Wonderfully modern and grounded in the contemporary, the exhibition explores the new generation of photographers who engage with today’s struggles such as racism, LGBTQI+ rights and the climate crisis, all while the overarching themes question how photography captured through the feminist lens can be an agent for driving true political change. 

Photographing Protest is showing at Four Corners until 30th May

Don’t forget to check in and let us know what your thoughts are in the comments below!

Thanks for reading
Collect your 5 yamos below
REDEEM YAMOS
12/04/2022
To Do
Sioned Bryant
Art for Change: Exhibitions Showing Now
We present some of the best exhibitions running now presenting ideas for a brighter future

Art is what unites the world through one language, the visual medium transcending the need for word and translation, speaking to all in a unique but collective manner. More than ever we should see art as the source of change, presenting us with insights into social, cultural and political issues across the globe. 

At gowithYamo, we have chosen three thought-provoking exhibitions that art-lovers should not miss! The sun is bathing our London streets again, the air is warm, and Spring is in the air, and with many a bank holiday ahead, we would highly recommend coupling your long weekend relaxations with these stimulating and inspiring works of art. 

Reclaiming the Nymph | Gillian Jason Gallery | Until 23rd April

At Gillian Jason Gallery, Mollie E Barnes has curated an exquisite and delicate exploration of environmentalism and the roles that women have occupied protecting the Earth. Curated by a woman and made up of work by emerging female artists Caroline Absher, Ofunne Azinge, Megan Baker, Eleanor Johnson, Michelle Nguyen, Precious Opara, Sikelela Owen, and Jasmine Pradissitto, this exhibition is a truly immersive experience of powerful feminine energy. Reclaiming the Nymph: A Force of Nature is not only a beautiful and eclectic presentation of art but also an intelligent and multifaceted conversation about our world’s climate and all that threatens it.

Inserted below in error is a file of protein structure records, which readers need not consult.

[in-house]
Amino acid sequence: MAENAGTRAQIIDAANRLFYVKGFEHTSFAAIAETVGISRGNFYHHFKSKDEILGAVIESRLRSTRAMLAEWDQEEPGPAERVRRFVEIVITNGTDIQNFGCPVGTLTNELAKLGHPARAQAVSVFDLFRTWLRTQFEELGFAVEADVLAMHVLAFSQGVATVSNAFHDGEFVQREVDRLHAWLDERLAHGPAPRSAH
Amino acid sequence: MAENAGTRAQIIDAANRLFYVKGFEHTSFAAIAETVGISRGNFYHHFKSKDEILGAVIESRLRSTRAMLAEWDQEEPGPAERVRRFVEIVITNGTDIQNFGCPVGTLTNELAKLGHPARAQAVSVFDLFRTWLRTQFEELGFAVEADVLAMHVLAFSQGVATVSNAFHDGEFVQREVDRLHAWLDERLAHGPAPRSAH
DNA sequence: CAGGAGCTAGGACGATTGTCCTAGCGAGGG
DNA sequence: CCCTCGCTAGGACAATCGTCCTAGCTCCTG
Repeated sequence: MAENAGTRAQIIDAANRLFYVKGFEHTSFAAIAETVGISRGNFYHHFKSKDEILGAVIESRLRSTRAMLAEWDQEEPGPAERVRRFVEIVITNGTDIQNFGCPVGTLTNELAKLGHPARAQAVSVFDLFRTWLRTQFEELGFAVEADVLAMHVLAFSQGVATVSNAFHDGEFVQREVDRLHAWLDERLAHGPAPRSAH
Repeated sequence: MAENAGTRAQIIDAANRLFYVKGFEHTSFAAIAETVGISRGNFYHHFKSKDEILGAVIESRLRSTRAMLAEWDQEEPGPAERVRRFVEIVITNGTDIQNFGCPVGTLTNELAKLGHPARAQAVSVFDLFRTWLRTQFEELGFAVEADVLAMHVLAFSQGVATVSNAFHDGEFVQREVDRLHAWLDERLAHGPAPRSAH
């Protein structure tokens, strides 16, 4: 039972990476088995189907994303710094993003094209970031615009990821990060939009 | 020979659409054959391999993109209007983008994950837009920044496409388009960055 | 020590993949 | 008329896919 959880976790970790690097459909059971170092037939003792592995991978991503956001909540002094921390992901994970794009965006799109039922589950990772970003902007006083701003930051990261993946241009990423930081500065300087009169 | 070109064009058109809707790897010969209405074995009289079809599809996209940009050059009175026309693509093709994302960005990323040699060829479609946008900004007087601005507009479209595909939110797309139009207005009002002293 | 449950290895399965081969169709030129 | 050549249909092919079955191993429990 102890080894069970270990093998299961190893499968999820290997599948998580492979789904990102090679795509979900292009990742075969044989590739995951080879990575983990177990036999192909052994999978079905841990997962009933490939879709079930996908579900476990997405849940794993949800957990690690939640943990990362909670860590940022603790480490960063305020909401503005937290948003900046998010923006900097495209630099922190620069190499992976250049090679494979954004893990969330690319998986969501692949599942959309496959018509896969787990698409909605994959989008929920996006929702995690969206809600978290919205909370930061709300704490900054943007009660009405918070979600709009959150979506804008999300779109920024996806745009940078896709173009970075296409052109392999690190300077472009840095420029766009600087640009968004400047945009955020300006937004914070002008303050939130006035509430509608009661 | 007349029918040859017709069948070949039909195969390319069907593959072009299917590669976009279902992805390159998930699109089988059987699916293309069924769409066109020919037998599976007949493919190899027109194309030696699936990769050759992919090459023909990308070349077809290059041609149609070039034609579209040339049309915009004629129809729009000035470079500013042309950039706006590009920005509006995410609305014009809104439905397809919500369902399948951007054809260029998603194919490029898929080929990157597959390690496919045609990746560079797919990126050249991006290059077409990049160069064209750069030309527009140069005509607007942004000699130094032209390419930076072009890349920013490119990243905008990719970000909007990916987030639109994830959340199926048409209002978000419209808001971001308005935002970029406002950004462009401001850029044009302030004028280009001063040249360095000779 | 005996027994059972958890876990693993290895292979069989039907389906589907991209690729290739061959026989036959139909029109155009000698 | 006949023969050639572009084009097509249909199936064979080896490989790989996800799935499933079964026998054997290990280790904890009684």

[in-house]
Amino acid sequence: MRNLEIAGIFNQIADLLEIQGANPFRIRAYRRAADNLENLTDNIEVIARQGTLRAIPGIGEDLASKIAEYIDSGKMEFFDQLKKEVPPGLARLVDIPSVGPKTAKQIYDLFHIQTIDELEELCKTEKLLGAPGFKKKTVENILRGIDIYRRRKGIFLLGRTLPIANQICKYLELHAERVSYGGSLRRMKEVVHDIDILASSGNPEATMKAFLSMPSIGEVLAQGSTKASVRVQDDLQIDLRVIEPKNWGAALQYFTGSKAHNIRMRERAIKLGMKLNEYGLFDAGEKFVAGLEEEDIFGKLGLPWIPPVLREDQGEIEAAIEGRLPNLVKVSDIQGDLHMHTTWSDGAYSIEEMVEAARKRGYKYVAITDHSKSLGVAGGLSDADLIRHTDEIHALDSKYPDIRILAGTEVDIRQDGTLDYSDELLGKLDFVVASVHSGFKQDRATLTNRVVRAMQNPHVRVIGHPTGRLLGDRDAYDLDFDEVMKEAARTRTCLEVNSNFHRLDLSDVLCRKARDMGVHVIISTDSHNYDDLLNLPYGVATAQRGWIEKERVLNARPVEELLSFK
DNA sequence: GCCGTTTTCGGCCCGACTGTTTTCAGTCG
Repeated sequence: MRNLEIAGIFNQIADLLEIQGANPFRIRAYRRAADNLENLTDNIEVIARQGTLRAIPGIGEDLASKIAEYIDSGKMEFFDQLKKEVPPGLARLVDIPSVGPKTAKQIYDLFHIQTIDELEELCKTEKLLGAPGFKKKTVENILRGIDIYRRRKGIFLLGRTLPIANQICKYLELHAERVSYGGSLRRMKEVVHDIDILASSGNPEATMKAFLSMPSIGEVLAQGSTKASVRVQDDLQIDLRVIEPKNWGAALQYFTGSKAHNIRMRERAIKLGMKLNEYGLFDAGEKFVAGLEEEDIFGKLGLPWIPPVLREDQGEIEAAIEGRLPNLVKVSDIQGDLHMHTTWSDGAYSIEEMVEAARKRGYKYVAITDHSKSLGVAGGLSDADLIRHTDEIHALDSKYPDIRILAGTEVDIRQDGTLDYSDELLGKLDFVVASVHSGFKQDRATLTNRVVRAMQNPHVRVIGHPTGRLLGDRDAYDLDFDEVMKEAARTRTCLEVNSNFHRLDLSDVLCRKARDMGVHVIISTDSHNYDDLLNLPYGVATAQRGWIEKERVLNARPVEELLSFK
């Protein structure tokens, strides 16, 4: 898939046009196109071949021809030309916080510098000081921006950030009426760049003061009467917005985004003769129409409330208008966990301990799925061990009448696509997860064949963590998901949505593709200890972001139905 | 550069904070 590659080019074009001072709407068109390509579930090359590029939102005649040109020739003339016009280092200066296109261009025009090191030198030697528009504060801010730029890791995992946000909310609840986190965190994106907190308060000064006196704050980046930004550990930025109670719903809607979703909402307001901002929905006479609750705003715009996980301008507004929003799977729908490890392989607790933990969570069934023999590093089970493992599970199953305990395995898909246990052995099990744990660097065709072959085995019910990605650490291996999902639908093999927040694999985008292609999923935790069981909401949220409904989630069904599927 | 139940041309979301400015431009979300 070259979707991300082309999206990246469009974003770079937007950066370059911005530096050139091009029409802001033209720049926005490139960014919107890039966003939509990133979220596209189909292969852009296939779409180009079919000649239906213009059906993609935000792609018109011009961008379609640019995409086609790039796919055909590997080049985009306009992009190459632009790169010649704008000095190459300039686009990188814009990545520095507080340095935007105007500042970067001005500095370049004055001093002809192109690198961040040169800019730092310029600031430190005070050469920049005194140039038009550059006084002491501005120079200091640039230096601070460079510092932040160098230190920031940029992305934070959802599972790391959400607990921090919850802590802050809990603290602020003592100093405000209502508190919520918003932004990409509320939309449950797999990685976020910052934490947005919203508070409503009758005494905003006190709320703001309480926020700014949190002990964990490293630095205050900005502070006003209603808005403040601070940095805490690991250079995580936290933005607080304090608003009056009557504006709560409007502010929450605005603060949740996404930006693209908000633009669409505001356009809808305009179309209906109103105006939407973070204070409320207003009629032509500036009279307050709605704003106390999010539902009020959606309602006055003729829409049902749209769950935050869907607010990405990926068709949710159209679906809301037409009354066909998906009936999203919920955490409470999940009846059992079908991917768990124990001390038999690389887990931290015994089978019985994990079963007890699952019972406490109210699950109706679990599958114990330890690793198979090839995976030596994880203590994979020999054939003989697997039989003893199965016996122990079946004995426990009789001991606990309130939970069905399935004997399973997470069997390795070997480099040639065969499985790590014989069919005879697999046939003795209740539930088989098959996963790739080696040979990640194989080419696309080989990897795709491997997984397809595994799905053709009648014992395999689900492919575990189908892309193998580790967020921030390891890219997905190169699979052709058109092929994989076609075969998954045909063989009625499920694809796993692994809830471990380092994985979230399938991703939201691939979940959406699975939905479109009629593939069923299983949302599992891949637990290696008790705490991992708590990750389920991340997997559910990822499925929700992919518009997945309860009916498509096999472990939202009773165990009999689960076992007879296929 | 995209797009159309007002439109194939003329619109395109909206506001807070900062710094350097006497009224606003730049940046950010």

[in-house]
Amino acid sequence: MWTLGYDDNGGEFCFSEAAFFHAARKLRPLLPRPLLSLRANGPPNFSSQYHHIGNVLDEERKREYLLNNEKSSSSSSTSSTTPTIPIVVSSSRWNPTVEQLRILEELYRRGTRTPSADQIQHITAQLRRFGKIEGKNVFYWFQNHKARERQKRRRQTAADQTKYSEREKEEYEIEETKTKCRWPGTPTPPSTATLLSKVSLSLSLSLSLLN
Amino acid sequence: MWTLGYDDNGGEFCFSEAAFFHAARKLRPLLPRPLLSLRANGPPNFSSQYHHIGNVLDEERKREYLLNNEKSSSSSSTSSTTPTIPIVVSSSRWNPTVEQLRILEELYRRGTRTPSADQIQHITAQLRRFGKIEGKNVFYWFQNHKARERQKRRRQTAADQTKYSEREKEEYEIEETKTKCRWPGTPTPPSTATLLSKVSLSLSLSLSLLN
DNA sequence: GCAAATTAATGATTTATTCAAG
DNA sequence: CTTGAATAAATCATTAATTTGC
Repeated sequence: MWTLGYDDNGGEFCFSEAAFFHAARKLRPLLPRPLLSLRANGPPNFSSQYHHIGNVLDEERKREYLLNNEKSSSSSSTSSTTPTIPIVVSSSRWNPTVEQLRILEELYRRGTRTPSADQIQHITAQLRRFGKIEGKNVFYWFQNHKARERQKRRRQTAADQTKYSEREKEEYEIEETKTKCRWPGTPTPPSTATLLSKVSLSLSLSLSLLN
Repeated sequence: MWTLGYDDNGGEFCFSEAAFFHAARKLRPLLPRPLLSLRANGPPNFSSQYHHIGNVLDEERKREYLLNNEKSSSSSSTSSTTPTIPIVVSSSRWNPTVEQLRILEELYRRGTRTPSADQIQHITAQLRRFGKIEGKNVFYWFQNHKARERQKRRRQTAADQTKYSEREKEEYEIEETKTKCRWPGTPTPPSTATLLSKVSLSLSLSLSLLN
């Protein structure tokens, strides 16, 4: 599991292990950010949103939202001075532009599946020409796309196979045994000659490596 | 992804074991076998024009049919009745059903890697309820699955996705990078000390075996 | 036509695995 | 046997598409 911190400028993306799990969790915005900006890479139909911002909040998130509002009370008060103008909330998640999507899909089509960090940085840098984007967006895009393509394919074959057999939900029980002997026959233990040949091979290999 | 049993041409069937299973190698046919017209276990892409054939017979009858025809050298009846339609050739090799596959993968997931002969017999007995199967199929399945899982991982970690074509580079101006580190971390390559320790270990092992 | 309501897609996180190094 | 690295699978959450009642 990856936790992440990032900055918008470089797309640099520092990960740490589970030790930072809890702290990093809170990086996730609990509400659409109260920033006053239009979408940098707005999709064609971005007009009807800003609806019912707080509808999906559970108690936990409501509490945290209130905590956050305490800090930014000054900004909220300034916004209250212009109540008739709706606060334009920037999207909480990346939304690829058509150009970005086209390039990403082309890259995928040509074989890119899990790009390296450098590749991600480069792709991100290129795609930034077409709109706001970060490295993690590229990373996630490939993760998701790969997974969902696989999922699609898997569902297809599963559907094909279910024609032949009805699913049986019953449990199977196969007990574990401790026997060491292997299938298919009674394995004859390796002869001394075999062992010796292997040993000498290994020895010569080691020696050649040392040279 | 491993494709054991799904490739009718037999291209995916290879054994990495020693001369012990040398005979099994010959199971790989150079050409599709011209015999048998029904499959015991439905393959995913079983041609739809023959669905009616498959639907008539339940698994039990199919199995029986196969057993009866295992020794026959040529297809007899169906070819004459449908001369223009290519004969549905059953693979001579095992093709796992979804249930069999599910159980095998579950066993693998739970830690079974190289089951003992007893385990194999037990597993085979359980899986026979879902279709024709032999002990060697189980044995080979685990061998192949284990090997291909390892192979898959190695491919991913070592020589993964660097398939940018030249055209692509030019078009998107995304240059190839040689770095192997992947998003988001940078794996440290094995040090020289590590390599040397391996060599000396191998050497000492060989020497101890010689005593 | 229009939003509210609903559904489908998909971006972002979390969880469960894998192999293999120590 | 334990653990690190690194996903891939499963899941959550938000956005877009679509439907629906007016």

Caroline Absher, Territory, 2022. Oil on canvas. 180cm x 150cm.

The first characterisation of the nymph appeared in ancient Greece, whereby folklore presented the mystical creatures as minor deities who regulated the natural world around them. Overtime, the character of the nymph was eroded, presented during the Renaissance and Middle Ages as mischievous and malicious fairies or objectified and passive divinities, gender injustices which continue to pervade society today. In a world that is out of touch with nature and gender equality, this exhibition is the perfect curation to discuss our contemporary problems by studying this ancient creature and her relationship with the world whom both used to be untouched by the exploitation of man. This exhibition finishes soon, so hurry before it’s too late!